Windows compared: Windows 7 vs Vista vs XP

Laptops never quite have the processing power of their desktop cousins, so the relatively lightweight Windows XP seems an obvious pick for your mobile computing needs. It should deliver reasonable performance, even on old or budget systems.

What you won't get by running XP on your laptop is any kind of sophisticated power management, which in theory should have an adverse impact on your battery life. As ever, though, it's not quite as simple as that. Yes, Windows Vista can tweak your wireless adaptor, PCI Express bus, USB suspend options and more to reduce overall power consumption, but a large number of users still report that their laptop's battery life is significantly increased under XP.

Windows 7 laptop

POWER UP: Windows XP's low requirements make it ideal for netbooks, but Windows 7 looks set take over

It seems that the increased CPU use from running Vista's extra features will often cancel out any benefit from its power management controls. That's been more than a little embarrassing for Microsoft, but at least the company has learned from the experience. Windows 7 takes a more in-depth approach.

The focus is now on idle time. The typical laptop will spend most of the time just idling while it's waiting for something to do, so reducing the power consumption at this stage can make a real difference to battery life. With this in mind, Windows 7 makes considerable efforts to reduce repeated background activities in Windows, drivers and applications.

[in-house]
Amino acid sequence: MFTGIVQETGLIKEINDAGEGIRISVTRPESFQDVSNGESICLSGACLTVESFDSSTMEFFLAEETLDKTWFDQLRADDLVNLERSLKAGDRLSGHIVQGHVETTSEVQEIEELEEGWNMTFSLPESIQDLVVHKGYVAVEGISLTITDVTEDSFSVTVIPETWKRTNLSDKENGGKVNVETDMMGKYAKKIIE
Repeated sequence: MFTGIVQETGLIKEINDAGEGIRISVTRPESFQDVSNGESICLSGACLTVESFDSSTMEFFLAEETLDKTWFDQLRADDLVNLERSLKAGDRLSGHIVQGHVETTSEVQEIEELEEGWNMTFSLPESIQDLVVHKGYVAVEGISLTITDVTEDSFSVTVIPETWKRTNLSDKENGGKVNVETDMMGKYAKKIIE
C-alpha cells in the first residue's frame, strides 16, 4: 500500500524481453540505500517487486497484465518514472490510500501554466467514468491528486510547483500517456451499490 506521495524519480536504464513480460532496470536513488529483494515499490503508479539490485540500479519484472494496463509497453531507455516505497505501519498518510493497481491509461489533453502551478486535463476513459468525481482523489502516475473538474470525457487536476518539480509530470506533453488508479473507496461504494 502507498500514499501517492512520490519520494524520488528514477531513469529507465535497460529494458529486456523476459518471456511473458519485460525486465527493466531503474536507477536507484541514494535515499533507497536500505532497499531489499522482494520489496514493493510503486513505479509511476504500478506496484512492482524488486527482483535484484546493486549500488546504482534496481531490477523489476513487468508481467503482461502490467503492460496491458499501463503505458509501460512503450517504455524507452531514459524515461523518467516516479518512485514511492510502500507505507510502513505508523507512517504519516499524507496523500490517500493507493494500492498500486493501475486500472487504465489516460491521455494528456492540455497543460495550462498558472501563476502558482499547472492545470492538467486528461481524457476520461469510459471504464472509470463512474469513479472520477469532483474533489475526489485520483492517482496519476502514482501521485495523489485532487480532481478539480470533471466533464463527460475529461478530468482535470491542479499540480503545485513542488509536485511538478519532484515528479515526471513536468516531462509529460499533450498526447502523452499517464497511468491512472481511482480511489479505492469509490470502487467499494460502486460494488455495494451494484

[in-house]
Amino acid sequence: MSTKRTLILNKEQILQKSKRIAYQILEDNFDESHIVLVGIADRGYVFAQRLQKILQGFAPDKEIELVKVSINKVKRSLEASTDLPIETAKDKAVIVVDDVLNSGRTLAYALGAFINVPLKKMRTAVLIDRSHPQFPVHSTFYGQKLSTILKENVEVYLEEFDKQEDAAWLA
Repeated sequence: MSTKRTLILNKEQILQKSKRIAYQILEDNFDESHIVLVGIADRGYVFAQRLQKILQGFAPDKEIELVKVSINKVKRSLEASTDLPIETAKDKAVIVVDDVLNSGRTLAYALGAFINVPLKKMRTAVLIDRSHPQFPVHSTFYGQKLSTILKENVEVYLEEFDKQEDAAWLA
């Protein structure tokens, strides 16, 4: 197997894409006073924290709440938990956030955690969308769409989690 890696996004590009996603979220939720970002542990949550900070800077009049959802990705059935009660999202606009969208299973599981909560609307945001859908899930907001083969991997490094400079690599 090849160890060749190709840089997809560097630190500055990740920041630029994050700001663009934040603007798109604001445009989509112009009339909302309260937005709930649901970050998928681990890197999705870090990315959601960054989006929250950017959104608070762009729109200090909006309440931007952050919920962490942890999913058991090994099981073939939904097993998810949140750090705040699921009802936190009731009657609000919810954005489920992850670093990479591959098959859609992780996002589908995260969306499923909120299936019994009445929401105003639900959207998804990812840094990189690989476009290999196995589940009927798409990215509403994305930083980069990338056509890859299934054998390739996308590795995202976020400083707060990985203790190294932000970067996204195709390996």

In addition to this, Windows 7 services will often start only when they're required (Bluetooth won't be launched until a Bluetooth device is attached, for example). Best of all, a new core parking scheme turns off all but one CPU core when there's little to do, saving a significant amount of power when you're only performing simple tasks.

The end result, according to our informal tests, is that Windows 7 appears to deliver even longer battery life than XP. We can't say that definitively yet – there are too many factors involved and our test group is too limited – but it's looking promising, and we think it's likely that the disappointments of Vista will be forgotten soon after Windows 7's launch.

Once you've also taken into account its excellent performance, relatively low system requirements and the advantages of being able to use its simplified networking while you're out and about, Windows 7 has to be the standout winner of our Mobility category. Windows XP takes a respectable second place for being handily lightweight, which makes it more than suitable for extensive on-the-go use. Meanwhile, Windows Vista's performance issues and its selection of well-meaning but ineffective power saving features means that it comes trailing into a dismal third place once again.


XP: 3.5 / 5

Vista: 2.5 / 5

Windows 7: 4 / 5